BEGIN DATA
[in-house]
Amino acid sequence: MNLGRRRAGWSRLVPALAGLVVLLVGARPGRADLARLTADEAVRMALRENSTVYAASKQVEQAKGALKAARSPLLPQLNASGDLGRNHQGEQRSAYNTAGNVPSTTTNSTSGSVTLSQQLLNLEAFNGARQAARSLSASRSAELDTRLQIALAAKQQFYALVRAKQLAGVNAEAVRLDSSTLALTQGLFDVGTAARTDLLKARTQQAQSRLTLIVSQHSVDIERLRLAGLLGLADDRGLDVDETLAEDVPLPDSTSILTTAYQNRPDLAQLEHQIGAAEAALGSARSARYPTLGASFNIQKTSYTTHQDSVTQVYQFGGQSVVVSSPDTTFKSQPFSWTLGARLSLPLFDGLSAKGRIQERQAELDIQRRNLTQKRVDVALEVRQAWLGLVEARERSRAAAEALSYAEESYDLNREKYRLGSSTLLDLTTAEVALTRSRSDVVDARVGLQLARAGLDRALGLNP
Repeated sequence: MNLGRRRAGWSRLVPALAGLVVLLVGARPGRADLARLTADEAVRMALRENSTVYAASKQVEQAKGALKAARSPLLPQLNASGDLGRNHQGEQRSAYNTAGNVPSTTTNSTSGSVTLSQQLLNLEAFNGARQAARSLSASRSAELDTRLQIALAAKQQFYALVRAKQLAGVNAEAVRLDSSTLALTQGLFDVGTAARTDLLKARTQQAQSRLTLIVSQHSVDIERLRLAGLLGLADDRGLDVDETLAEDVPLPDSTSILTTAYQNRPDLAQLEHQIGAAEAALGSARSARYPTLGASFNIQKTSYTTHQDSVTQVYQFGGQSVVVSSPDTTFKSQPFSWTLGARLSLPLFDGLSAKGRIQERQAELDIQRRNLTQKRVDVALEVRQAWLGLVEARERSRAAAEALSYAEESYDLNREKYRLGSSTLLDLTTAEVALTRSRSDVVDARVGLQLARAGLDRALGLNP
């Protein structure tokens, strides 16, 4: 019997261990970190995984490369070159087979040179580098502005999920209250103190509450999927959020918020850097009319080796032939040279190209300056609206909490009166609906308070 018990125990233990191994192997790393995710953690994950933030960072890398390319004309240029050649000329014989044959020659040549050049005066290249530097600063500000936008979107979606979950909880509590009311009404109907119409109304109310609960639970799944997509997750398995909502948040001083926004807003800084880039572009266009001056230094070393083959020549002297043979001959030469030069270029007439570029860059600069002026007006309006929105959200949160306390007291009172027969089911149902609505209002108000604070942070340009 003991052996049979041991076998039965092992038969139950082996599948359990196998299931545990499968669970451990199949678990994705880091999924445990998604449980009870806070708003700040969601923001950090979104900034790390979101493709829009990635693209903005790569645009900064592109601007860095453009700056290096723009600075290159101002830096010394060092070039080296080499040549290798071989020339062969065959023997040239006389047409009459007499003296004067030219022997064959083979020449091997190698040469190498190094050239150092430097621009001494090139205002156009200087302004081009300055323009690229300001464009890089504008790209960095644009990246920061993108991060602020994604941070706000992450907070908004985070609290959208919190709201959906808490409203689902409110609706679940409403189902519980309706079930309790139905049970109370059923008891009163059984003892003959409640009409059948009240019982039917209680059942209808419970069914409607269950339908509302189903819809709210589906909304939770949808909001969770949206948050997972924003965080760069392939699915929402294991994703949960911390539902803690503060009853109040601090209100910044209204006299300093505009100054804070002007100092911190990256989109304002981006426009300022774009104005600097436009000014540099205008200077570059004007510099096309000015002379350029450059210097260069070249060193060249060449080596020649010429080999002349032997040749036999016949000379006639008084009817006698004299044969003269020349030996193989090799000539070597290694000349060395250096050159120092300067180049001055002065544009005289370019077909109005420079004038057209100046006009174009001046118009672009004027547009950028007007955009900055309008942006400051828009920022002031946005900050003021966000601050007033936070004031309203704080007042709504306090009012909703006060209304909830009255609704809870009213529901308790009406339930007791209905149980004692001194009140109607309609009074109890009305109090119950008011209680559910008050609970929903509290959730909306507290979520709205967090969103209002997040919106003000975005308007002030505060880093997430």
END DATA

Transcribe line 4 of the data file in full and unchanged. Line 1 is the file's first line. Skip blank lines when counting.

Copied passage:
């Protein structure tokens, strides 16, 4: 019997261990970190995984490369070159087979040179580098502005999920209250103190509450999927959020918020850097009319080796032939040279190209300056609206909490009166609906308070 018990125990233990191994192997790393995710953690994950933030960072890398390319004309240029050649000329014989044959020659040549050049005066290249530097600063500000936008979107979606979950909880509590009311009404109907119409109304109310609960639970799944997509997750398995909502948040001083926004807003800084880039572009266009001056230094070393083959020549002297043979001959030469030069270029007439570029860059600069002026007006309006929105959200949160306390007291009172027969089911149902609505209002108000604070942070340009 003991052996049979041991076998039965092992038969139950082996599948359990196998299931545990499968669970451990199949678990994705880091999924445990998604449980009870806070708003700040969601923001950090979104900034790390979101493709829009990635693209903005790569645009900064592109601007860095453009700056290096723009600075290159101002830096010394060092070039080296080499040549290798071989020339062969065959023997040239006389047409009459007499003296004067030219022997064959083979020449091997190698040469190498190094050239150092430097621009001494090139205002156009200087302004081009300055323009690229300001464009890089504008790209960095644009990246920061993108991060602020994604941070706000992450907070908004985070609290959208919190709201959906808490409203689902409110609706679940409403189902519980309706079930309790139905049970109370059923008891009163059984003892003959409640009409059948009240019982039917209680059942209808419970069914409607269950339908509302189903819809709210589906909304939770949808909001969770949206948050997972924003965080760069392939699915929402294991994703949960911390539902803690503060009853109040601090209100910044209204006299300093505009100054804070002007100092911190990256989109304002981006426009300022774009104005600097436009000014540099205008200077570059004007510099096309000015002379350029450059210097260069070249060193060249060449080596020649010429080999002349032997040749036999016949000379006639008084009817006698004299044969003269020349030996193989090799000539070597290694000349060395250096050159120092300067180049001055002065544009005289370019077909109005420079004038057209100046006009174009001046118009672009004027547009950028007007955009900055309008942006400051828009920022002031946005900050003021966000601050007033936070004031309203704080007042709504306090009012909703006060209304909830009255609704809870009213529901308790009406339930007791209905149980004692001194009140109607309609009074109890009305109090119950008011209680559910008050609970929903509290959730909306507290979520709205967090969103209002997040919106003000975005308007002030505060880093997430």